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Grow Your Business Technology

Inventors Receive Top Honors at CES

Inventors Receive Top Honors at CES
Credit: NIHF

The world may be looking at the future of technology at this year's Consumer Electronics Show (CES) in Las Vegas, but the National Inventors Hall of Fame (NIHF) and the United States Patent and Trademark Office (USPTO) looked to past inventions as they announced the NIHF Class of 2019. The announcement was made during a livestream hosted by tech website Engadget from the CES floor Tuesday afternoon.

From web browsers for the blind to a medical treatment nearing its seventh decade of use, the 19 inductees to this year's class were recognized for their contributions to many facets of society. They will be honored in May at a two-day event in Washington, D.C., called The Greatest Celebration of American Innovation.

Founded in 1973 in partnership with the USPTO, the NIHF is a nonprofit organization aimed at "recognizing inventors and invention, promoting creativity, and advancing the spirit of innovation and entrepreneurship."

"Our utmost mission is to recognize inventors and really use their stories to inspire the next generation," said Rini Paiva, NIHF's vice president of selection and recognition.

While all of the inventions recognized this year have impacted countless lives since their inception, many of them have made direct contributions to the business world, giving tools to entrepreneurs and major corporations alike. NIHF CEO Michael Oister said this year's class is a particularly special group of "superhero innovators who have made significant advances in our daily lives and well-being."

For example, the Home Page Reader (HPR) invented by Chieko Asakawa during the '90s was a groundbreaking piece of software that afforded blind and visually impaired individuals the ability to browse the internet. Rather than using a mouse and cursor on the screen to navigate a website, HPR lets users control their experience with a numeric keypad. With today's world relying more on the internet with each passing day, Asakawa's invention opened the World Wide Web to a large segment of users.

Similarly, Ken Thompson and Dennis Ritchie's inventions of the Unix operating system and the C programming language are considered some of the most important breakthroughs in computer science. More than half a century after their creation, Unix and its offshoots are used every day in everything from massive supercomputers to nearly every operating system outside of Windows.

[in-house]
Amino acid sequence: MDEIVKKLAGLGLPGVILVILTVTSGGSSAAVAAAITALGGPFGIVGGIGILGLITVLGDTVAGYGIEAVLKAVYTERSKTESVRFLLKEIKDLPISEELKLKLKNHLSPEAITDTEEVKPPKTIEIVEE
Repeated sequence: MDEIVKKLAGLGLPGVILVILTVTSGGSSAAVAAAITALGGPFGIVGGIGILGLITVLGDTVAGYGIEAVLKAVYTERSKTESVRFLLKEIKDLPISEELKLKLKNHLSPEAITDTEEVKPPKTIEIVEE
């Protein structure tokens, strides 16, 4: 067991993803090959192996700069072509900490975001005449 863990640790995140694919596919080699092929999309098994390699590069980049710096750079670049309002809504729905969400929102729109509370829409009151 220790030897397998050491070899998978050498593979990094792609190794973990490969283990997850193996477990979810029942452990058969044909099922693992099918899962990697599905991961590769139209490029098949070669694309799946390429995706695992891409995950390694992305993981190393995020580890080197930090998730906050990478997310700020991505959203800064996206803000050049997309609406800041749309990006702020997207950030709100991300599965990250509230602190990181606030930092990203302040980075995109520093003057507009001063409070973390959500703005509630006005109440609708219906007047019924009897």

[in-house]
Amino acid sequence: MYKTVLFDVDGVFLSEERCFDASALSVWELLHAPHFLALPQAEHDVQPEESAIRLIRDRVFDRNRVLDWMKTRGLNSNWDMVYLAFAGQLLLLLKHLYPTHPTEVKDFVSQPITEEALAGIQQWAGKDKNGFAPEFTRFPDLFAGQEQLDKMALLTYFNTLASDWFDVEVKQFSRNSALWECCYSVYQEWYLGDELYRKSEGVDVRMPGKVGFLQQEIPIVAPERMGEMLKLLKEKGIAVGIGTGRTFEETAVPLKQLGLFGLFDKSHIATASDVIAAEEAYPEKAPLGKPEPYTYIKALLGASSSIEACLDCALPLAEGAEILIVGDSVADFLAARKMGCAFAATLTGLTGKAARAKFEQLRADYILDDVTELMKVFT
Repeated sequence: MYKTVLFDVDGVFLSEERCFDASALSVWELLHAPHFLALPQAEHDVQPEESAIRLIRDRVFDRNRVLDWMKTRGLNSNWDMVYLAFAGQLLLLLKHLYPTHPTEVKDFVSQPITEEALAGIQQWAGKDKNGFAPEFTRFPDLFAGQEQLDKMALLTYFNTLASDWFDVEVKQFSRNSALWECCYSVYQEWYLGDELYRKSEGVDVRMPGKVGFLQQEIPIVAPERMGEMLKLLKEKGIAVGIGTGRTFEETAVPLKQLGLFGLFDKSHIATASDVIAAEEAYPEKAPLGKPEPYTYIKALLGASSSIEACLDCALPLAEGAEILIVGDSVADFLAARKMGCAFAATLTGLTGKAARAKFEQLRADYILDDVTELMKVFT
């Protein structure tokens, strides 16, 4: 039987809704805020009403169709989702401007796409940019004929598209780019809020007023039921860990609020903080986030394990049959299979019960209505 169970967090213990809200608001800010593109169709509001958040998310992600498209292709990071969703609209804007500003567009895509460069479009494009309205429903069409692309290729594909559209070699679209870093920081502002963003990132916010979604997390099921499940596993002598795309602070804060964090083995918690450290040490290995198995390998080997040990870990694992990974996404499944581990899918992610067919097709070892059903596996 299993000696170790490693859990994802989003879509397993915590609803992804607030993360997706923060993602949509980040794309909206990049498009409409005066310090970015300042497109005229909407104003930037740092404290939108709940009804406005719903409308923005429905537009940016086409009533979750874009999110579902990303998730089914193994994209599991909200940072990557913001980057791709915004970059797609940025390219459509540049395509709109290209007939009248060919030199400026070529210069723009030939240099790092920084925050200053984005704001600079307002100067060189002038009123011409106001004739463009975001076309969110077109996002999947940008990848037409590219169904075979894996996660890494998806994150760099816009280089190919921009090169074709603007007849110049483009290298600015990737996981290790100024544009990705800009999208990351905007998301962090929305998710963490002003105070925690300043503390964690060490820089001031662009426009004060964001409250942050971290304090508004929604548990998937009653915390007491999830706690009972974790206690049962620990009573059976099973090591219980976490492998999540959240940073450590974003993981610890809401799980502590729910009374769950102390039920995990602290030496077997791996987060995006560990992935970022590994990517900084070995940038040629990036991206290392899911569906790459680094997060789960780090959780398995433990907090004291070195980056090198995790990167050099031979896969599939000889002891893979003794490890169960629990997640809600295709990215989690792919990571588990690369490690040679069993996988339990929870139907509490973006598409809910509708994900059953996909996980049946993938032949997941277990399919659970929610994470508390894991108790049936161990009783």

Not every invention deals with today's high-tech world, however. The NIHF is posthumously inducting S. Duncan Black and Alonzo G. Decker, of what is now Stanley Black & Decker, for their invention of the portable handheld electric drill. Their invention is used on every construction site around the world and in nearly every home project.

These are just some of the inventions that made an impact on the business world as well as the world at large. The following is the full list of inductees, provided by the NIHF. You can view full biographies of each inductee on the NIHF website.

  • Chieko Asakawa: Web Browser for the Blind and Visually Impaired. Chieko Asakawa invented the Home Page Reader (HPR), the first practical voice browser to provide effective internet access for blind and visually impaired computer users. Designed to enable users to surf the internet and navigate webpages through a computer's numeric keypad instead of a mouse, HPR debuted in 1997; by 2003, it was widely used around the world.
  • Jeff Kodosky and James Truchard: Virtual Instrumentation – LabVIEW™. Kodosky and Truchard introduced LabVIEW in 1986 as a graphical programming language that enables user-defined testing and measurement and control systems. It grew to be used by engineers, scientists, academics and students around the world.
  • Rebecca Richards-Kortum: Medical Devices for Low-Resource Settings. Rebecca Richards-Kortum develops low-cost, high-performance medical technologies for people in places where traditional medical equipment is not an option. She's led the development of optical technologies to improve early detection of cervical, oral and esophageal cancer; tools to improve newborn survival in Africa, including the Pumani CPAP system for newborns with breathing problems; BiliSpec for measuring bilirubin levels to detect jaundice; and DoseRight, for accurate dosing of children’s liquid medication.